I grew up between a guerrilla and a serial killer. If I did not write I would have been either one.Bird-Monk Seding iii
Bavino Sekete’s guerrilla reading in the context of Bantu miseducation knew no boundary or restriction. He confesses to having consumed photocomics and pulp magazines such as Grensvegter, Tessa, Die Wit Tier…on and on goes the list. The list of musicians, fine artists, painters, poets, and prose writers is too countless to recite here. But the point is the subversive and inventive element in applying the bio form in the narrative as an effective way of introducing Bavino Sekete the Jazz essayist to us and the readers of Mista Vibe Jazz editor’s publication. The bio form is utilised to contextualise the violence that is to be narrated. He gives us a history of South African horror films produced and directed by the architects of apartheid while giving us glimpses of his guerrilla reading practice of fishing inspiration from across the world’s creative OPEN FIELD. Cheating the isolated and parochial, miseducating and impeding Apartheid system. The violence and vulgarity of which plays out on the bodies of Blacks on a daily basis is what Bavino refers to while pointing out certain historical instances of Black resistance and resilience. After referring to certain calamities of the 70s, Bavino’s bio ends promptly and he concludes by saying:
Anyway. I am (still) here. What more do you want to know?
Giving Mista Vibe Jazz and his implied readers the impression that he is being interviewed. Without any announcement, the narrative switches from the overtly political and social upbringing and becomes a biography of Bavino Sekete’s autodidacticism and intellectual development in the context of Bantu miseducation. In the fashion of the three zigzagging narrative movements of the book the bio is itself multidirectional, multidisciplinary and polyreferential.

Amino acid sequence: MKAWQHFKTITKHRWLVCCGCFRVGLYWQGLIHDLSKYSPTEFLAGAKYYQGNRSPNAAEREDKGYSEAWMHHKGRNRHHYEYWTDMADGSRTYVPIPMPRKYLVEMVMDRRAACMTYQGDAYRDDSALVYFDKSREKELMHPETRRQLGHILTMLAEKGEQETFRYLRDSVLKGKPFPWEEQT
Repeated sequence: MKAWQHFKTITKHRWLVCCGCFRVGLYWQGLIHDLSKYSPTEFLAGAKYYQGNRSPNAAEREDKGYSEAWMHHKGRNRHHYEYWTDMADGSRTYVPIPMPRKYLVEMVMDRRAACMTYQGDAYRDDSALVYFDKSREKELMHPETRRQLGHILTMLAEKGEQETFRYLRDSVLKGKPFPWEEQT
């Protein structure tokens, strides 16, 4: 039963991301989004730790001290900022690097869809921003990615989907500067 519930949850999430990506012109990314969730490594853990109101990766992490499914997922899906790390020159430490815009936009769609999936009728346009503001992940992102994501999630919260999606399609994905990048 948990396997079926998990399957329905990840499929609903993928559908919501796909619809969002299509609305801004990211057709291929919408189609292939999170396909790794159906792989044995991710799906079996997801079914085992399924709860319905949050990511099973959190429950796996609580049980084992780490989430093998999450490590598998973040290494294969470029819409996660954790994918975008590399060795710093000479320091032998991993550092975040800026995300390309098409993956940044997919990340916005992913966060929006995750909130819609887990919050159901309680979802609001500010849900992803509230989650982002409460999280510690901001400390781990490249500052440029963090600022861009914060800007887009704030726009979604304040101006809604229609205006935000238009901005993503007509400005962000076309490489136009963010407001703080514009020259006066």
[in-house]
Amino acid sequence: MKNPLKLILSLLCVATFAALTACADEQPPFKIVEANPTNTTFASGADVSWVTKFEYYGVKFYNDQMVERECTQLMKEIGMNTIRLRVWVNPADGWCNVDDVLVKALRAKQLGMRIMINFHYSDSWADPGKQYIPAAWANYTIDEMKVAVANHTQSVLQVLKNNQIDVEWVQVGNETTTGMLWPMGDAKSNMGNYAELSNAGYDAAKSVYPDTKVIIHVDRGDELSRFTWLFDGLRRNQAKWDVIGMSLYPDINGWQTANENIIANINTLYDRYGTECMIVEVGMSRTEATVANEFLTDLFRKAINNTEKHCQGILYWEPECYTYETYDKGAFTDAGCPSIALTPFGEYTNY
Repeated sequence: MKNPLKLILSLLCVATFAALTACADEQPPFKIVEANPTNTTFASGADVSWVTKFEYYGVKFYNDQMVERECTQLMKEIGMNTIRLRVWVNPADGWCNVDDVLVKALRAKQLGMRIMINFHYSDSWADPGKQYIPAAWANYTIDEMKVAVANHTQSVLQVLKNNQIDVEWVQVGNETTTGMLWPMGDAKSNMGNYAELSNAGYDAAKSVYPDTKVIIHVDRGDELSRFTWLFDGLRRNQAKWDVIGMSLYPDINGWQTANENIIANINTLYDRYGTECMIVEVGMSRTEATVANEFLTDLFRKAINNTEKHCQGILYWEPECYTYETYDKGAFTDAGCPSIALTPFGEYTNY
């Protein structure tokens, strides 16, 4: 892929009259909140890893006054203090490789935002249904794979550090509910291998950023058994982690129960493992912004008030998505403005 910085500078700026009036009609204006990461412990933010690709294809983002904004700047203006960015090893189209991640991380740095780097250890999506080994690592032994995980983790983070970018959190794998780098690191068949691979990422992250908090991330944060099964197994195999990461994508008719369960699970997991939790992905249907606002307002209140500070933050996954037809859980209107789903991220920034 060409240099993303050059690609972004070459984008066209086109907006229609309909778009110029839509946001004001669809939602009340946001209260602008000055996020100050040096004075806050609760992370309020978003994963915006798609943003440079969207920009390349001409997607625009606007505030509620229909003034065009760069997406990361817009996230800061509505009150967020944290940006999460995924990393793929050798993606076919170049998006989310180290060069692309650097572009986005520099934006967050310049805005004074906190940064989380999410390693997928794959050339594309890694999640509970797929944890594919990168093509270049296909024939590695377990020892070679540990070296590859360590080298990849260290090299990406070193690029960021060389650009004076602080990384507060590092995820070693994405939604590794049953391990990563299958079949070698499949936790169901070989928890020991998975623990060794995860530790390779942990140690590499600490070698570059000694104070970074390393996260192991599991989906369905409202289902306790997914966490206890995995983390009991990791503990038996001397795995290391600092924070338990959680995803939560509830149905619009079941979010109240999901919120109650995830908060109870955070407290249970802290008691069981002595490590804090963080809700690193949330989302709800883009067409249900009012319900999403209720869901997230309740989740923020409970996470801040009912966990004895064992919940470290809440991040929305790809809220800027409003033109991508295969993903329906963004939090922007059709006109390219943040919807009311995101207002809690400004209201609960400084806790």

Bavino Sekete notes in this intellectual bio:
No writer influences me. I draw inspiration
from across the entire spectrum of the
world’s literature, fine arts, music… painters
Fikile Magadlela, Dumile Feni, Lefifi Tladi,
Thami Mnyele have always been crucial to
my writing. Visual artists with social
conscience. And writers who cut out and
stomp on whatever literary conventions
enslave, from Lautreamont, Artaud, Pasolini
The South African Blue Notes musicians
(Johnny Dyani, Mongezi Feza, Dudu
Pukwana, etc) and where they took the music
of this land, revolutioning the euro-jazz
scene. Franz Fanon is my father. The ‘Wole
Soyinka’ of Ogun Abibiman. I came to black
consciousness via Mafika Gwala. Burroughs
is central as daddy formal innovator, plus. I
carry Aime Cesaire in my head. That is the
company I keep.Bird-Monk Seding iv
A few paragraphs down we are tipped that Bavino has been working for months on his Jazz essay. Emailed a draft to the editor, who, according to the text, sent it back saying it is too involved and convoluted for the readers of his publication who are not very smart. Philistine editors and readers aside for a second. Let us stick to the sound and significance. What is the signification of Bavino Sekete’s seeking out Bosman’s Ghost in relation to his politics – poetics of writing, not only the essay on Jazz, he came to write or complete in Groot Marico; but the very narrative black board, upon which, using his white chalk, he metafactionally mocks, intrudes, interrupts, undermines, and subsequently, detourns and disjoints the very trajectory of narration?
Ghosts of the oral tradition danceNonkala Mbali What is the Alternarrative?
everywhere. Beckoned – they obey an’
abound in the alternarrative-stance.